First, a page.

My name is Oghenakpobo Efekoro, but most people call me Pobo. I am a 15-year-old sophomore at Forest Hills High School, but I’m better known for being an alumnus of Brooklyn, New York’s I.S.318, which has the best junior high school chess program in the United States. It was an honor and a privilege to be a member of that team for the three years I was a student at 318. We won some championships...
My name is Oghenakpobo Efekoro, but most people call me Pobo. I am a 15-year-old sophomore at Forest Hills High School, but I’m better known for being an alumnus of Brooklyn, New York’s I.S.318, which has the best junior high school chess program in the United States. It was an honor and a privilege to be a member of that team for the three years I was a student at 318. We won some championships and worked hard to be the best. But even as we racked up titles year after year and filled showcases with first place trophies, it became increasingly hard for 318 to send us to nationals. The team grew used to hearing a reoccurring term – “budget cuts” – and we quickly learned that they could keep us from competing outside the city and state. It wasn’t long before that phrase – “budget cuts,” the most dreadful and repeated words I heard in my last two years at 318 – would catch up to us.
It was my second year on the team when the school announced it could no longer afford to pay for our travel to chess competitions. We persevered, driven by our love of chess, and sold candy to make up the difference. In December 2008, the 25 of us marched into nationals in Orlando, Florida. Even facing the dispiriting fiscal crisis, we showed the city and state of New York how you respond to a budget cut. That’s persistence and success. The team swept the middle school sections, winning the sixth, seventh and eighth grade – every possible section we were eligible to win! We succeeded despite the challenges and the obstacles presented to us.
The next year – my last at 318 – I decided to run for school president to fight that dreadful reoccurring term, “budget cuts.” I won, and was determined to stand up not just for my colleagues on the chess team, but to make sure none of the 1,600 students who walked the halls of 318 would suffer from those awful cuts anymore. I felt empowered and confident that I could end the cuts at our school. I believed I had a moral obligation to make sure that every student got the best education possible. There were a number of times when Mr. Rubino, then Principal of 318 and now superintendent of the school district, had to tell the chess team, “You might not be going to nationals. The school has really been hit hard by budget cuts.” It was such a deflating feeling to know that we – the hardest working chess team in the nation – might not get to compete because we didn’t have the money. But we kept our heads up. We sold even more candy. And when we went to nationals in Dallas, Texas, in December 2009, we again did what we do best: We won. 318 earned three national titles, decisively defended our sixth grade and seventh grade championships, and recapured the K-6 blitz speed chess title. My team, the eighth graders, lost the section but put up a heck of a fight, becoming the highest scoring eighth grade chess team in the history of 318. Despite the budget cuts, we still won.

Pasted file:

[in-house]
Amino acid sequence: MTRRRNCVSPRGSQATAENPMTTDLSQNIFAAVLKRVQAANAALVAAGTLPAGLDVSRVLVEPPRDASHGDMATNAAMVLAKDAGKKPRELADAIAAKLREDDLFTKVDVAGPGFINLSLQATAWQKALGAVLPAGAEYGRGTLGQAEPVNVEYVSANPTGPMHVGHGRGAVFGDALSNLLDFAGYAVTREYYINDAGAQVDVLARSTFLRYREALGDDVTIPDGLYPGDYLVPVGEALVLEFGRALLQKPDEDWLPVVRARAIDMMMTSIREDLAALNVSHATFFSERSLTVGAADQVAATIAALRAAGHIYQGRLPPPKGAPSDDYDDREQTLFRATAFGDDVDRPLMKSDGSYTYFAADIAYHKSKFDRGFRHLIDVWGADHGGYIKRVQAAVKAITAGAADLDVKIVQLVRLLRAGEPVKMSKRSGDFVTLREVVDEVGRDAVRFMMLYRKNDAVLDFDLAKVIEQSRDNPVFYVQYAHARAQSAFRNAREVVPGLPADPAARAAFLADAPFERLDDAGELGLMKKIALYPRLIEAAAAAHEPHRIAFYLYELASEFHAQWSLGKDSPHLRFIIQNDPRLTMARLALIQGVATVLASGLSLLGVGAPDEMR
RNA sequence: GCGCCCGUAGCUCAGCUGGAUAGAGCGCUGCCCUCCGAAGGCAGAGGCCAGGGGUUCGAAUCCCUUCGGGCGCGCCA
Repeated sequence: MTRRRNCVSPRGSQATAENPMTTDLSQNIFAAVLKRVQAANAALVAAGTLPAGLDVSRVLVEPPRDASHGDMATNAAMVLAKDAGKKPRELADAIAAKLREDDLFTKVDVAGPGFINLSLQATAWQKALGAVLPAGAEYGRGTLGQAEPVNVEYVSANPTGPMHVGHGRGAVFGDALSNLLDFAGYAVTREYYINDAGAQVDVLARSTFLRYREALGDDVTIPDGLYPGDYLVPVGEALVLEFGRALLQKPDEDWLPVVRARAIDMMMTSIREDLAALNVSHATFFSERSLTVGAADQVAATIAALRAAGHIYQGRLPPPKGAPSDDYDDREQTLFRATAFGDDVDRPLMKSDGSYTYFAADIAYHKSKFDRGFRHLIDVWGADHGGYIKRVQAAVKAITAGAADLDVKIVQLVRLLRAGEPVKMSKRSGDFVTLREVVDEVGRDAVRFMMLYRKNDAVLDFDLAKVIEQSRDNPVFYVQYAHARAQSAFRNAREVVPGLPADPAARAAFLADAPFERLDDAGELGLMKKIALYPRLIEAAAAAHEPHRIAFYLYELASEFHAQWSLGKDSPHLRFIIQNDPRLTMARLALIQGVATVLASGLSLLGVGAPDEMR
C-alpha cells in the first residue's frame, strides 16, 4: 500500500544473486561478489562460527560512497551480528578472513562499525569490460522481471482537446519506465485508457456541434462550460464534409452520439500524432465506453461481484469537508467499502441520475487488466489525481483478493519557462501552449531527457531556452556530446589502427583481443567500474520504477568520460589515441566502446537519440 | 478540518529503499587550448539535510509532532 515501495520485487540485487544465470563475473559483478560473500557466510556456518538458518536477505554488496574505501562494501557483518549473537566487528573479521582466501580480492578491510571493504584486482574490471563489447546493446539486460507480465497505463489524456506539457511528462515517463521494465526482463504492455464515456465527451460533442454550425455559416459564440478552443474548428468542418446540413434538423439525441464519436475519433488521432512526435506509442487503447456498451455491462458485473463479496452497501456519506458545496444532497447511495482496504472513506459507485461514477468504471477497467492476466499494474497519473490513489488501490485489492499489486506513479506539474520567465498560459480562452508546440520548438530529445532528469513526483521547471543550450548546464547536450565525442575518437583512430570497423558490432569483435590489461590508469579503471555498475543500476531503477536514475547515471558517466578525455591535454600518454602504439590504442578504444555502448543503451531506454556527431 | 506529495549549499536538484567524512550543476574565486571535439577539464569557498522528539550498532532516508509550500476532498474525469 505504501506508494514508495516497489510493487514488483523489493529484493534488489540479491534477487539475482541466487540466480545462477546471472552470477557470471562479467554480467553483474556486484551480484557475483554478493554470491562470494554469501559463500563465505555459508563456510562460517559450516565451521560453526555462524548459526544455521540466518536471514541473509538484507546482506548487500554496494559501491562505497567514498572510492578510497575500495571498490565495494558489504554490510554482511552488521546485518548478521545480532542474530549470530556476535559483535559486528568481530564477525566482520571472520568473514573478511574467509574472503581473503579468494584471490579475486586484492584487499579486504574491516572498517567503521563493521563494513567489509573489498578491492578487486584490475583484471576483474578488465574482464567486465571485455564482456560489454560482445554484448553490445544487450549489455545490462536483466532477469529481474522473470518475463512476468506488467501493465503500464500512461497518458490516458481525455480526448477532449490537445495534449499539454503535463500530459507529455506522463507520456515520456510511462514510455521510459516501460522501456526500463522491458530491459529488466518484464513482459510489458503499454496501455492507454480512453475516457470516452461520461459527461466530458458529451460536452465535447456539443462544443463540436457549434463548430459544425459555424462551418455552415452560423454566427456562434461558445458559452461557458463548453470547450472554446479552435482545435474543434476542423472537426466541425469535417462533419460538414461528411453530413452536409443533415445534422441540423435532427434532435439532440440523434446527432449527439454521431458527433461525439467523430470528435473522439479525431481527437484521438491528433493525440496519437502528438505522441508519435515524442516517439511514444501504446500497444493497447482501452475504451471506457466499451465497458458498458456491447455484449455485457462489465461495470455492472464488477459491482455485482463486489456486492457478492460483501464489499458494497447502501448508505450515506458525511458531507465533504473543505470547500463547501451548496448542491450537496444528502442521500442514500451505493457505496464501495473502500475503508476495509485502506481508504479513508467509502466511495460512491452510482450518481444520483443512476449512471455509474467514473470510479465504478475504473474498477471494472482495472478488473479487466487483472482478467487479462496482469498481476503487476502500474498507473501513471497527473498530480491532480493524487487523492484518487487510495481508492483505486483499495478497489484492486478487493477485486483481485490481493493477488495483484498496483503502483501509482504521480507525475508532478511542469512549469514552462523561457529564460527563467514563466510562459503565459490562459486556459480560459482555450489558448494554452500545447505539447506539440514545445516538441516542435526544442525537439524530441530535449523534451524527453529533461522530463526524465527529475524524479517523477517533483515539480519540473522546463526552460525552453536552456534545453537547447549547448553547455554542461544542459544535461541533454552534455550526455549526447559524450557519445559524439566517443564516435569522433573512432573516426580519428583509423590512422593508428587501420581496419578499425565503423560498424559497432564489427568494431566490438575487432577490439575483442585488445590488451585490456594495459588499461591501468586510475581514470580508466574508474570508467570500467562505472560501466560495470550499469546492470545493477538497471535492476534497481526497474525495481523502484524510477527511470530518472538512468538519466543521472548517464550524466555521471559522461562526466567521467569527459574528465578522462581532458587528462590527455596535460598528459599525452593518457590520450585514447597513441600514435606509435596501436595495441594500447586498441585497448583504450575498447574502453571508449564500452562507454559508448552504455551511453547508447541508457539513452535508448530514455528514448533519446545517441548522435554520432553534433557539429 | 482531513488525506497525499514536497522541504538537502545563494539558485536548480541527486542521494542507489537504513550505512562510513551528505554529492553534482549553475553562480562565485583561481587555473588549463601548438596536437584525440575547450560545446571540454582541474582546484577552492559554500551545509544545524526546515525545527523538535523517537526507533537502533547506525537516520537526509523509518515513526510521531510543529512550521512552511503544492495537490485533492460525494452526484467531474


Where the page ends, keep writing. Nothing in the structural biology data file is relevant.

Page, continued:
But in the months after we got back from nationals, the school was hit with another budget cut, right in the middle of the school year. While other schools suffered a 1.6 percent cut, 318 saw a 2.8 percent cutback, one so deep it threatened to discontinue many of the afterschool programs – including chess –which make 318 special. This was unacceptable. So parents and staff, along with the student government, got together and fought to keep the programs we knew were so vital to the 318 community. We sent hundreds and hundreds of emails to Joe Klein, then New York City Schools Chancellor. I think we broke his phone! And in the end, we got the school’s money back. But we wondered why we had to fight so hard to protect our educations, or how the city could so easily put a price on something we’d been taught was so priceless.
I’m now an assistant chess coach with the 318 chess team. I get to wake up every Saturday morning to take the new generation of 318ers to tournaments and analyze their games. They keep getting shorter, or maybe I’m just getting taller. The kids are great players, getting stronger by the day, but I still see the effects of annual budget cuts on their hard work. And still, 318 struggles to send its players to compete, even as it helps them to be the best they can be.
Education is not a bargaining chip to be used by politicians. It is a necessity that ensures the next generation can excel in an increasingly competitive world. It is a pathway, a gateway to success. Everything begins with a good education – and that means every aspect of education, including extracurricular activities and learning programs that happen after the “school day” has ended. Budget cuts tear through districts, forcing schools to do away with programs like the 318 chess team, a success story by any measure with more than 30 national titles, the most decorated middle school chess team the United States has ever seen, and a group that continues to win despite the economic challenges they face. I hope that one day, when I am successful in a presidential run for the second time in my life, I can look back and realize that I’ve made the phrase “budget cuts” obsolete.
Until then, I hope you’ll join me in a show of support for afterschool and other quality learning programs that are changing lives every day -- and I should know, because they’ve changed mine. Increase and protect funding for afterschool programs. Our country’s students – and our country’s future – are depending on it.